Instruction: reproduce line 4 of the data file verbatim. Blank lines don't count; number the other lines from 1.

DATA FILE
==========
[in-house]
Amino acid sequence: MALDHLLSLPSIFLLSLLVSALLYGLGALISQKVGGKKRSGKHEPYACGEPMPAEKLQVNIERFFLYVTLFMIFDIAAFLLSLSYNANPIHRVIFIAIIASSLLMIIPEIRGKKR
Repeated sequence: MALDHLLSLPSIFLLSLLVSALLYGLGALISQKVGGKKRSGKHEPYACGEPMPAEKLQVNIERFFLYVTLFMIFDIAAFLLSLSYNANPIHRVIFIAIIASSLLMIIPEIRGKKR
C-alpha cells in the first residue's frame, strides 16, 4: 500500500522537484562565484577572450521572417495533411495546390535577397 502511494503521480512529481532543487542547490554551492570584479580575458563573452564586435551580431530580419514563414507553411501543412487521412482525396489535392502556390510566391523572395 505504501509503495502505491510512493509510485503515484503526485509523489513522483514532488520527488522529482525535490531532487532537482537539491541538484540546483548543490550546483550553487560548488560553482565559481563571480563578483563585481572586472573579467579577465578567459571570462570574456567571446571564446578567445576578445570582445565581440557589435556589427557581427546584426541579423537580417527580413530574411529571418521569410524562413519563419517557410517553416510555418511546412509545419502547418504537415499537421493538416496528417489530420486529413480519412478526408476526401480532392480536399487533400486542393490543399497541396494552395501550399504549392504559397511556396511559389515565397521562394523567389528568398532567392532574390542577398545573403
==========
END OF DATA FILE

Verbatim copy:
C-alpha cells in the first residue's frame, strides 16, 4: 500500500522537484562565484577572450521572417495533411495546390535577397 502511494503521480512529481532543487542547490554551492570584479580575458563573452564586435551580431530580419514563414507553411501543412487521412482525396489535392502556390510566391523572395 505504501509503495502505491510512493509510485503515484503526485509523489513522483514532488520527488522529482525535490531532487532537482537539491541538484540546483548543490550546483550553487560548488560553482565559481563571480563578483563585481572586472573579467579577465578567459571570462570574456567571446571564446578567445576578445570582445565581440557589435556589427557581427546584426541579423537580417527580413530574411529571418521569410524562413519563419517557410517553416510555418511546412509545419502547418504537415499537421493538416496528417489530420486529413480519412478526408476526401480532392480536399487533400486542393490543399497541396494552395501550399504549392504559397511556396511559389515565397521562394523567389528568398532567392532574390542577398545573403